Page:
Long live print

How I learned to stop worrying about the newspaper business and just get on with it

It seems like a day doesn’t go by without reading a new article on print journalism’s demise due to this, that or the other. Some say the major dailies, including Sacramento-based McClatchy Co., simply got too big for their own britches. Others attribute the decline to the rise of the Internet. Still others point the finger at a culture that allegedly no longer reads.

All of these arguments have their merits. But allow me to be the first to say it: The reports of print journalism’s pending death have been greatly exaggerated.

More than 10 years ago, SN&R publisher Jeff vonKaenel successfully predicted the financial woes the major dailies are currently enduring in his seminal article, “Mainstream Newspapers, R.I.P.” (SN&R Feature; November 21, 1996). Although many factors for the coming decline were cited, of particular note was a decrease in cash flow, the revenue that’s left over after the bills are paid.

As the major chains became larger and more profitable, they gobbled up their weaker siblings in an orgy of mergers—witness McClatchy’s purchase of the defunct Knight Ridder chain in 2006. In doing so, they took on an increasing amount of debt. Instead of using profits to aggressively pay down debt, newspapers sent in only the minimum payment, just like you do with your credit card every month.

Thus, a company that looks good on paper, that’s making those double-digit profits we’ve all heard about, can in reality be a cash-strapped behemoth one recession away from having its legs cut out from under it. Which is where we’re at today.

I like McClatchy chairman and CEO Gary Pruitt, and I’m not just saying that because I want the Iggy Pop biography I loaned him back. Pruitt’s a likeable guy, as anyone who’s ever met him will tell you. Until very recently, he was the mainstream daily newspaper industry’s wunderkind. Now he’s the local whipping boy for laid-off Sacramento Bee employees.

You should see their eyes roll back in their heads when I defend Pruitt. The stock market’s like a roulette wheel, I’ll tell them. No matter how many times in a row it comes up black, sooner or later it’s going to come up red. Is it Pruitt’s fault the wheel came up red on pretty much the same day the ink dried on the Knight Ridder purchase?

They’ll mutter something about the $4 million in annual compensation Pruitt earns, then try to stick me with the lunch tab. But this should soothe my Q Street colleagues: Pruitt’s salary is roughly $1 million annually; the $4 million figure is arrived at by counting the stock options and stock appreciation rights he’s received for incentive and bonus pay.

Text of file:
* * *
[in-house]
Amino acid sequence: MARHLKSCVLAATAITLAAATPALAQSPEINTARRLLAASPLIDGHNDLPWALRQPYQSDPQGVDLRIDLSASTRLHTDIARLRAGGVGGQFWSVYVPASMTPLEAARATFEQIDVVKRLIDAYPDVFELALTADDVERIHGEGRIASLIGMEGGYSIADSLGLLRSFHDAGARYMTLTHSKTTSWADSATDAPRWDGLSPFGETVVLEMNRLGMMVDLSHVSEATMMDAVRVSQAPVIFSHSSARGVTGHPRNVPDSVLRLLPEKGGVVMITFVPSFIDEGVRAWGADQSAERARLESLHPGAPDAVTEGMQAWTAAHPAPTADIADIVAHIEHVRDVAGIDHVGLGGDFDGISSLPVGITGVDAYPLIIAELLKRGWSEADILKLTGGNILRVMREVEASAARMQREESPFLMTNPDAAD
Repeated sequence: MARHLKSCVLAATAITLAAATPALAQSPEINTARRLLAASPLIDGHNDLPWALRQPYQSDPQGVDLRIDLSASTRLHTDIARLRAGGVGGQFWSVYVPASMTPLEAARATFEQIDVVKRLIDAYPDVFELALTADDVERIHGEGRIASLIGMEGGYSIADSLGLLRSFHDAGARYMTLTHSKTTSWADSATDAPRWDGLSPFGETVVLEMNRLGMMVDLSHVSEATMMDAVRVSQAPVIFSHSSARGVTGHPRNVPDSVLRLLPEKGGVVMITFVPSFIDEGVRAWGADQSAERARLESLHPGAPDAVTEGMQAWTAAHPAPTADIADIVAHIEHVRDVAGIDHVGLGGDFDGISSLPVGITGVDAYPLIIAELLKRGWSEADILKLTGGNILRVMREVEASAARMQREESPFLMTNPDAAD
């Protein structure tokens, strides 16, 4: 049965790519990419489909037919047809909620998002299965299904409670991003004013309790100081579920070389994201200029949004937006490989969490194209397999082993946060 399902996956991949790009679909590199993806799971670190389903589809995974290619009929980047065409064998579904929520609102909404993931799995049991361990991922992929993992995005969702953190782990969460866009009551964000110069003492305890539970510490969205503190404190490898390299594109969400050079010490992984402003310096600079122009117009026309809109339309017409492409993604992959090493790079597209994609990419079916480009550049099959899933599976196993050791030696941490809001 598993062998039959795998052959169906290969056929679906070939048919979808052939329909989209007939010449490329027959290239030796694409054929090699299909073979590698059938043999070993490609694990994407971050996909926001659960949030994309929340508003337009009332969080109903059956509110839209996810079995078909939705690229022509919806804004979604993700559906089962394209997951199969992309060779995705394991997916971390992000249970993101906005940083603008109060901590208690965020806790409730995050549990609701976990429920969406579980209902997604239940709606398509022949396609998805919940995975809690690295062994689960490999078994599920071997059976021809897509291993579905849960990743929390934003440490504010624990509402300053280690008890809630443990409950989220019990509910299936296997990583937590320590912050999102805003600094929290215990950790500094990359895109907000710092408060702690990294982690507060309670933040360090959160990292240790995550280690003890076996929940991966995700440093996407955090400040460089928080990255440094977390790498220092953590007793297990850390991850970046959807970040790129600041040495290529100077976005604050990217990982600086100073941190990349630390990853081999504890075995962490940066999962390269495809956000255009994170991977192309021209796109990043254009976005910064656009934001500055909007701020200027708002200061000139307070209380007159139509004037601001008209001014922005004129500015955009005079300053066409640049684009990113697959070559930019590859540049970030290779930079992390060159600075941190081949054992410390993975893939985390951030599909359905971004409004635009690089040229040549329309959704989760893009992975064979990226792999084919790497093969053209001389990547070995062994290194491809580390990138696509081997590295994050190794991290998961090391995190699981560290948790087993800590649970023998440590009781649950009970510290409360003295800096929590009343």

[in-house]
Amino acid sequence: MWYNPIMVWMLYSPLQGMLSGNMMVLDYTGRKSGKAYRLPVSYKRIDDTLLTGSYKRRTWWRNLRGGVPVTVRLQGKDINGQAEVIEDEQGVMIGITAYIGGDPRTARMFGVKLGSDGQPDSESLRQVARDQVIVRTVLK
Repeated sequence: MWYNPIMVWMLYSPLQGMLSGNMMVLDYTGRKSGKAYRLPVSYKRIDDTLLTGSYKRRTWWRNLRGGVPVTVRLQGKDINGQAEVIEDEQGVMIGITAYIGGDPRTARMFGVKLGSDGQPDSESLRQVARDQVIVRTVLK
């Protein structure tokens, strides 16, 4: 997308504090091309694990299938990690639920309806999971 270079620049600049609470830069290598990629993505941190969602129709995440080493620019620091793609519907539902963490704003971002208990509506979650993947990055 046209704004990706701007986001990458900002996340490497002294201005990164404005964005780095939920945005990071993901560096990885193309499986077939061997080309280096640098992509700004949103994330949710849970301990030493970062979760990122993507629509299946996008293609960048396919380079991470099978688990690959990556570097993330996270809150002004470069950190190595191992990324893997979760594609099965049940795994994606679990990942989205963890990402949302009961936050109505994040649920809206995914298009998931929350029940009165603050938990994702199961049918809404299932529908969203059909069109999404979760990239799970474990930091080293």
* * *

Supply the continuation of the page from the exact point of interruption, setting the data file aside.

Pretty sweet when the wheel kept coming up black. But what happens when the wheel comes up red and McClatchy’s price per share plummets from $75 to 50 cents? You guessed it. According to Editor & Publisher’s Fitz & Jen financial blog, Pruitt’s millions are now worth $42,525.

Not that any of this comes as a surprise to Pruitt. When I interviewed him last year and asked him about the plunging value of his stock incentives, he just winced.

The scary thing, Pruitt told me last year, is that no one knows where the bottom is. That still holds true today, but as Editor & Publisher’s blog reports, someone at McClatchy appears to be bailing out before the big splat. On March 31, “an astounding 9.815 million shares of MNI [McClatchy] traded at 49.5 cents. The single trade accounted for nearly all the volume 10.3 million shares in the entire session—twenty times the normal handle of 482,000 shares.”

Translation: Someone in the company—details of the trade have yet to be filed with the Securities and Exchange Commission—is dumping McClatchy stock before it loses what little value it has left. Not exactly high up on your list of positive economic indicators. Is this a portent that some sort of major restructuring—taking the company private, going black or even bankruptcy—is in the works at McClatchy?

No doubt some major retooling is in order, and that may not necessarily be a bad thing for The Sacramento Bee. It’s difficult to imagine the McClatchy family abandoning the paper co-founded by James McClatchy in 1857. Northern California has no lack of newspaper readers. During the last so-called Media Audit of the region, this paper set a new all-time record for readership; the Bee enjoyed a more modest increase, as did most of the rest of Sacramento’s newspaper and magazine offerings.

So what about that Internet thing stealing all these readers away? Well, there’s always going to be some new jack in town claiming they’re the hot new thing, printing glossy fliers, extolling their paper-free Web site, plastering a sticker with their logo on it over the ATM at my bank. Telling, the way it covered up the bumps on the Braille instructions for blind customers.

The slogan on the sticker read: “How’s this working for you?” Not very well, so far, I’m afraid. It looks to me like print journalism is here to stay, for a very, very long time.

Long live print.